TNC is located right at the airfield, west of the gravel runway. Although the power is not indicated, I suspect it is running more than the typical 25 watts as its signal is often fairly good copy, as heard here early one morning.

Like 'ELF', the antenna appears to be a vertical but possibly of smaller size.

If you are listening for these targets, remember to tune with your receiver in the narrow-filter CW mode and listen for either the upper or lower sideband keyed modulation tone.

For ELF, listen on 342.030kHz or 339.968kHz. The carrier will be on 341.0kHz.

For TNC, listen on 348.034kHz or 345.968kHz. The carrier will be on 347.0kHz.

For a list of all active NDB's in Alaska, complete with accurate frequency-spotting information, visit the beacon-reporting RNA website. Put 'AK' in the 'States' window and pick 'All Results' in the 'Show' window. There are presently at least 60 or more NDBs known to be operational in Alaska.

As mentioned before, please exercise caution should you decide to jump-in...chasing NDBs can quickly become addictive as anyone in the 'ndblist' Yahoo Group will tell you.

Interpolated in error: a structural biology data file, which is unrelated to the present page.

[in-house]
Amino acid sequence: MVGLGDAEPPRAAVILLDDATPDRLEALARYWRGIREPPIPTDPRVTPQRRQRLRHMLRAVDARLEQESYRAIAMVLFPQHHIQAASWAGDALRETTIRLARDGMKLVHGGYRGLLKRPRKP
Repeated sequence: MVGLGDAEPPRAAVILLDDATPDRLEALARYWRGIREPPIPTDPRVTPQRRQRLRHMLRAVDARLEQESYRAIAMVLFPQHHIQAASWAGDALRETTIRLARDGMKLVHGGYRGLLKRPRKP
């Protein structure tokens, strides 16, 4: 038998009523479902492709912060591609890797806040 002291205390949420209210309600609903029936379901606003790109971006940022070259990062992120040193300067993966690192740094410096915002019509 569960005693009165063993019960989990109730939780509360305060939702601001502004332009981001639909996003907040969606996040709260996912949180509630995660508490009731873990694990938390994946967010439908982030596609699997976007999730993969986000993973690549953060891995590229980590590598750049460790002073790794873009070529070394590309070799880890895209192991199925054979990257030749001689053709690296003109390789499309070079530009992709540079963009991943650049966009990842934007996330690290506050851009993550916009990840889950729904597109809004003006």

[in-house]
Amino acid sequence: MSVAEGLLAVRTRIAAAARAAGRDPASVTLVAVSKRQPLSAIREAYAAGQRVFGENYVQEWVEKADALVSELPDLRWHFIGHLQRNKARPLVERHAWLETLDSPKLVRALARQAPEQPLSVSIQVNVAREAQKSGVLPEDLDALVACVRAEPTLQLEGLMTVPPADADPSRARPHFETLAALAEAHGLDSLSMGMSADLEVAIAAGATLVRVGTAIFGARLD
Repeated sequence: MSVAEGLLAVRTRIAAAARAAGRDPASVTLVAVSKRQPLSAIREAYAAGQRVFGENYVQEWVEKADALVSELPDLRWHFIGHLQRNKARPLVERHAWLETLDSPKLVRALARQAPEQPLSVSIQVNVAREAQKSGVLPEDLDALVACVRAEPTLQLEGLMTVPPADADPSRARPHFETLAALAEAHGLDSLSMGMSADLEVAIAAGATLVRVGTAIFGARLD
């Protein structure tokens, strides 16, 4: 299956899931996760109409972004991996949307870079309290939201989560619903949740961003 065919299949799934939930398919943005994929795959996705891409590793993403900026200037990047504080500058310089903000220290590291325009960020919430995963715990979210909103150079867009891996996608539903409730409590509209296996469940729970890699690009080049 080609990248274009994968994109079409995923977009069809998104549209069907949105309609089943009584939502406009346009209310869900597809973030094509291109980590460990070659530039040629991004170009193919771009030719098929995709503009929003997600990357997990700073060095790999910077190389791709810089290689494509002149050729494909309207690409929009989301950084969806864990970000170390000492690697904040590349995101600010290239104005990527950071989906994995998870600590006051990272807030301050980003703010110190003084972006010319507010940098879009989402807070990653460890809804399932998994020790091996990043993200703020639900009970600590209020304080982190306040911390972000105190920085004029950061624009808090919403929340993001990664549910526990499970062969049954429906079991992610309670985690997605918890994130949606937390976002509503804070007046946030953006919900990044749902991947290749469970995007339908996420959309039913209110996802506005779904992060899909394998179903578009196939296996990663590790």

On the other hand...Alaska is waiting!

Steve McDonald, VE7SL, is a regular contributor to and writes from British Columbia, Canada. Contact him at [email protected].

10m – quiet here so far today on WSPR

Sunspot count is 82 (disturbed) today and 20-30MHz propagation is forecast to be "poor". It seems unlikely I will see F2 propagation today on 10m, but you never can be sure on 10m. My PC stopped WSPR running around breakfast time (more updates?) and on restarting the software just G0LRD (25km) spotting me so far. Es is always possible.

I may return to 472kHz later today if things stay quiet on 10m.

UPDATE 1950z:  Well, 10m is always a band of surprises! CX2ABP (11127km) was copied several times after tea by N-S F2 and CT1JTQ (1843km) by Es. The PC was off (being swapped) most of the afternoon so I may have missed some of the action on 10m.

UPDATE 2000z:  Will be going QRT on 10m shortly.  472kHz (maybe) tomorrow night.

Roger Lapthorn, G3XBM, is a regular contributor to and writes from Cambridge, England.

‘CQ Crossband’ – 630m

First 630m contacts